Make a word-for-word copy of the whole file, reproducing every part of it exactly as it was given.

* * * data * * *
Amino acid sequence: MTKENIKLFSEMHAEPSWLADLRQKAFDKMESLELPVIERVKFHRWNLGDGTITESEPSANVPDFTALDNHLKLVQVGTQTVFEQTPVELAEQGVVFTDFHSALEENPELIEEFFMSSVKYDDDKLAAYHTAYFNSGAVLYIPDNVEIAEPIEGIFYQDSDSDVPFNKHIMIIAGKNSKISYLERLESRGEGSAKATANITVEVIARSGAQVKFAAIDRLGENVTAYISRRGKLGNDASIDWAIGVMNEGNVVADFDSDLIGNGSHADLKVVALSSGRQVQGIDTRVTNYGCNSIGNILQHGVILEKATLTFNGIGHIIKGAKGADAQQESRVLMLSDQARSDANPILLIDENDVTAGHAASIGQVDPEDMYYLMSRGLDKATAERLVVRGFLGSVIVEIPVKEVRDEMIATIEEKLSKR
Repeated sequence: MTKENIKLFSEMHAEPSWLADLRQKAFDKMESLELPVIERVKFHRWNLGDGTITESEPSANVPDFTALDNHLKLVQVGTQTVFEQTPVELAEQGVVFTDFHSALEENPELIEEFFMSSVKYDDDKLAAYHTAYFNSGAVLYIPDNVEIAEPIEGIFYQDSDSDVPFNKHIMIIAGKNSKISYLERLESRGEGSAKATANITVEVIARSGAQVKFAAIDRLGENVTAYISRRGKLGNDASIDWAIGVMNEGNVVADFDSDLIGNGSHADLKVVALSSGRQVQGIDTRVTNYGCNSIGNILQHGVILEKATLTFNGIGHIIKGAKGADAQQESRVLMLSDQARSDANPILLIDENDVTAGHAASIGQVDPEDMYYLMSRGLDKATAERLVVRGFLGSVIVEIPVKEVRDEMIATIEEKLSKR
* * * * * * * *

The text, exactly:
Amino acid sequence: MTKENIKLFSEMHAEPSWLADLRQKAFDKMESLELPVIERVKFHRWNLGDGTITESEPSANVPDFTALDNHLKLVQVGTQTVFEQTPVELAEQGVVFTDFHSALEENPELIEEFFMSSVKYDDDKLAAYHTAYFNSGAVLYIPDNVEIAEPIEGIFYQDSDSDVPFNKHIMIIAGKNSKISYLERLESRGEGSAKATANITVEVIARSGAQVKFAAIDRLGENVTAYISRRGKLGNDASIDWAIGVMNEGNVVADFDSDLIGNGSHADLKVVALSSGRQVQGIDTRVTNYGCNSIGNILQHGVILEKATLTFNGIGHIIKGAKGADAQQESRVLMLSDQARSDANPILLIDENDVTAGHAASIGQVDPEDMYYLMSRGLDKATAERLVVRGFLGSVIVEIPVKEVRDEMIATIEEKLSKR
Repeated sequence: MTKENIKLFSEMHAEPSWLADLRQKAFDKMESLELPVIERVKFHRWNLGDGTITESEPSANVPDFTALDNHLKLVQVGTQTVFEQTPVELAEQGVVFTDFHSALEENPELIEEFFMSSVKYDDDKLAAYHTAYFNSGAVLYIPDNVEIAEPIEGIFYQDSDSDVPFNKHIMIIAGKNSKISYLERLESRGEGSAKATANITVEVIARSGAQVKFAAIDRLGENVTAYISRRGKLGNDASIDWAIGVMNEGNVVADFDSDLIGNGSHADLKVVALSSGRQVQGIDTRVTNYGCNSIGNILQHGVILEKATLTFNGIGHIIKGAKGADAQQESRVLMLSDQARSDANPILLIDENDVTAGHAASIGQVDPEDMYYLMSRGLDKATAERLVVRGFLGSVIVEIPVKEVRDEMIATIEEKLSKR